Brazilian classic

Alieksey Vianna

Alieksey Vianna of Brazil begins the summer-long Latin Guitar Festival.

Alieksey Vianna of Brazil begins the summer-long Latin Guitar Festival.

Alieksey Vianna performs as part of the Summer Latin Guitar Festival on May 22 at 7:30 p.m. at Trinity Episcopal Church, 200 Island Ave. Meet the artist from 6:30-6:45 p.m. $10-$30. For more information, call 338-1671, or visit or

An idle guitar—the product of his mother’s well-intended but discarded inspiration—was discovered by an 8-year-old Alieksey Vianna in his home within the megalopolis of Belo Horizonte, Brazil. Guitar lessons shortly followed, as did an invitation by an American professor to study music in the United States. Now, 13 years later, Vianna’s special affinity with the instrument has taken him to school in San Francisco and then to stages around the world, including New York’s hallowed Carnegie Hall, where he played with the renowned French composer Pierre Boulez.

Vianna is the first featured performer of the Sierra Nevada Guitar Society’s summer-long Latin Guitar Festival, which begins May 22 at the Trinity Episcopal Church.

In his hands will be a classical guitar crafted by Sparks guitar maker David Daily, whom he met years ago during a guitar competition Daily sponsored in Arizona. He’s played Daily’s guitars ever since. “It’s very carefully made, a work of art in itself,” says Vianna, speaking by phone from Switzerland, where he was giving a performance.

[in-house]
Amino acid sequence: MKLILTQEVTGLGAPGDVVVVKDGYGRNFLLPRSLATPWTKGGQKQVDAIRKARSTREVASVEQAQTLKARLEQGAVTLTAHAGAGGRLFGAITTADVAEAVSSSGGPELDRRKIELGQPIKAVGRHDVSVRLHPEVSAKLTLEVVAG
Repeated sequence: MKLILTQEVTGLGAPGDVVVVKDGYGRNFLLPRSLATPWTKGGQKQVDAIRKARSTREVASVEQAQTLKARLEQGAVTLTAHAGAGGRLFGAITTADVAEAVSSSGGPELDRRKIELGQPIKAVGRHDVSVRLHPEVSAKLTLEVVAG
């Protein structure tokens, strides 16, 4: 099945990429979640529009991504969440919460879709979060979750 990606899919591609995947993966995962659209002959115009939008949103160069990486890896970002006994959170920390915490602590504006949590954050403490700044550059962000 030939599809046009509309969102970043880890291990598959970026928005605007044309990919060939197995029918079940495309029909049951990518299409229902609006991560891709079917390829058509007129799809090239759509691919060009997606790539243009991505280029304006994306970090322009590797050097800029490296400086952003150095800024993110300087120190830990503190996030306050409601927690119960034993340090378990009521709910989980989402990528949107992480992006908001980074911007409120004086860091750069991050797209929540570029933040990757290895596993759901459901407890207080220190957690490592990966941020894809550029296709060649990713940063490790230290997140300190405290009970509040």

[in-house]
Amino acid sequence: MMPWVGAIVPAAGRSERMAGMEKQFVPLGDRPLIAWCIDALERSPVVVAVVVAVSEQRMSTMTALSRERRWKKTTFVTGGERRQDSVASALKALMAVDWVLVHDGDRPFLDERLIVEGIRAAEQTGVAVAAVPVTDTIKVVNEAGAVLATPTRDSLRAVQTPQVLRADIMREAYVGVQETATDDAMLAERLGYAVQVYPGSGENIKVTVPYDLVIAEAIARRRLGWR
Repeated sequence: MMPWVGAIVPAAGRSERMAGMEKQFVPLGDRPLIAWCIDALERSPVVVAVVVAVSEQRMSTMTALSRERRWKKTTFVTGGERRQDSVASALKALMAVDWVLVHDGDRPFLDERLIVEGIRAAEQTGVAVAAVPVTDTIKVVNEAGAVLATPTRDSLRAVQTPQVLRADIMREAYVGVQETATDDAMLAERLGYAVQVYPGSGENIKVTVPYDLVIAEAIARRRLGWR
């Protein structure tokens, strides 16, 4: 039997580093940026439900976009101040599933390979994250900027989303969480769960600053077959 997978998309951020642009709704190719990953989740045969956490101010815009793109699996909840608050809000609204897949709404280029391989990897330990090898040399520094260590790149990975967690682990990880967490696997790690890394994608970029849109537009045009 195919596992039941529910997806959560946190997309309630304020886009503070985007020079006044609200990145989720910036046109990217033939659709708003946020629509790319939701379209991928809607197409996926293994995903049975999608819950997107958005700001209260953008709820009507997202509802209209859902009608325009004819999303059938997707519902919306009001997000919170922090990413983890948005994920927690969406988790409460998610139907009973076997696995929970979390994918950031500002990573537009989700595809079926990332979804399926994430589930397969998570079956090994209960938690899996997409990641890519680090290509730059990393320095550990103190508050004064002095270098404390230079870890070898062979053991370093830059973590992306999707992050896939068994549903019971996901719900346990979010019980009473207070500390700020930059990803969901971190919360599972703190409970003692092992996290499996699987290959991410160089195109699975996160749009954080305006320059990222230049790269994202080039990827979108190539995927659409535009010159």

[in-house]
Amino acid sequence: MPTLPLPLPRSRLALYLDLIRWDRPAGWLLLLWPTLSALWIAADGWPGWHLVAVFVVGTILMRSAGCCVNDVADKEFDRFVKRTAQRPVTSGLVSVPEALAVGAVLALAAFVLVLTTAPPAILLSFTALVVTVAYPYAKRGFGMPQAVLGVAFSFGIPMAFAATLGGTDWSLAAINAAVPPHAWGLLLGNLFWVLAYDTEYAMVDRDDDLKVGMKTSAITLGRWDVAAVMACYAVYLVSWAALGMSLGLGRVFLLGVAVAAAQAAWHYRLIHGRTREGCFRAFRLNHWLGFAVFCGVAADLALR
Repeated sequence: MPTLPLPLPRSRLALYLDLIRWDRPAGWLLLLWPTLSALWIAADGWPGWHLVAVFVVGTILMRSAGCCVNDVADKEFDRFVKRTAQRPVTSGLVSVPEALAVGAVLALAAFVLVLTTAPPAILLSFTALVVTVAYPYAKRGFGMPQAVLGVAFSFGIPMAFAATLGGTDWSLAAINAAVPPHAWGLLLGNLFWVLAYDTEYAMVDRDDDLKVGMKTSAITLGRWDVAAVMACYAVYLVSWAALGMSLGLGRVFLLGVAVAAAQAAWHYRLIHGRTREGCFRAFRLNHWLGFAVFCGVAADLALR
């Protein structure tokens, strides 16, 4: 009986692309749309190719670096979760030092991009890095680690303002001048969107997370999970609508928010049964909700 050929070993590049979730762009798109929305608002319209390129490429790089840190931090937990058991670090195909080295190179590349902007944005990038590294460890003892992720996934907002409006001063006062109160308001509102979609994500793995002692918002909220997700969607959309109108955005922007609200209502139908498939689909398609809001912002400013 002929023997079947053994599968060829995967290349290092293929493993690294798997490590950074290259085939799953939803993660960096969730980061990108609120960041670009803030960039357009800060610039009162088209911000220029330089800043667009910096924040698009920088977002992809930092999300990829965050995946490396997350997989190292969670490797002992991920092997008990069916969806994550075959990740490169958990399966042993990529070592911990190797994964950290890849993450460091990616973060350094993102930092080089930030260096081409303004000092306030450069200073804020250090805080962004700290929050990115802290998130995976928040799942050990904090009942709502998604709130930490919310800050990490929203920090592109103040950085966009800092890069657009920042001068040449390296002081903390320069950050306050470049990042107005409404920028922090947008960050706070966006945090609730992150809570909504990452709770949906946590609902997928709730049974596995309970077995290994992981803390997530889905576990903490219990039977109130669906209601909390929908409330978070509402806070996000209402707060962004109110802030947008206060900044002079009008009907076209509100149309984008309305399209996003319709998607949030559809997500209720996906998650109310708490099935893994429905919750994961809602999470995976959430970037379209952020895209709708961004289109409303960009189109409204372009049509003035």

Classical guitar doesn’t necessarily mean classical music, though much of that will be featured in this concert. In addition to a Bach suite, Vianna will also perform a jazz piece by composer Ralph Towner, some Brazilian works, and a piece by Spanish composer Antonio Jose. The Jose work, a Sonata for guitar, had disappeared for nearly 50 years before being unearthed in the 1990s. It’s said to give further credence to the abilities of Jose, who, according to Maurice Ravel, was to have become one of Spain’s best composers. Jose didn’t live long enough to fully claim that title. The Falange, a fascist political group, killed him by firing squad during the Spanish Civil War.

“Whether it’s in the tradition of jazz or classical European music or Brazilian music, African influence, whatever it is, I’m interested in the creative process of it,” says Vianna. “I don’t think the style thing matters so much.”

However, he says it’s important to respect each style for what it is. “You can’t play a bossa nova as you would a Bach suite, or flamenco music the way you would a Renaissance piece,” he says. “That’s what keeps me busy.”

A highly technical player with a finesse for phrasing, Vianna says he used to spend 12-13 hours a day practicing. While that time is now down to roughly five or six hours a day, and an increasing amount of his hours are spent booking tickets, hotels and organizing recordings, music still presents a constant set of challenges with small and large victories.

“As anything else in life, I think it’s a matter of love,” says Vianna. “It’s a matter of dedication. A lot of people say music is a talent. A lot of times they imply it’s something that just sort of falls from the sky to some people and not to others. I don’t believe much in that. I know, for myself, I have to put so much work into this. I know that’s where success comes from. Just a lot of hard work.”

Following Vianna’s performance, the festival continues with concerts by classical guitarists Martin Madrigal of Mexico on June 19, Ricardo Cobo of Colombia on July 24, and Isaac Bustos of Nicaragua on Aug. 28.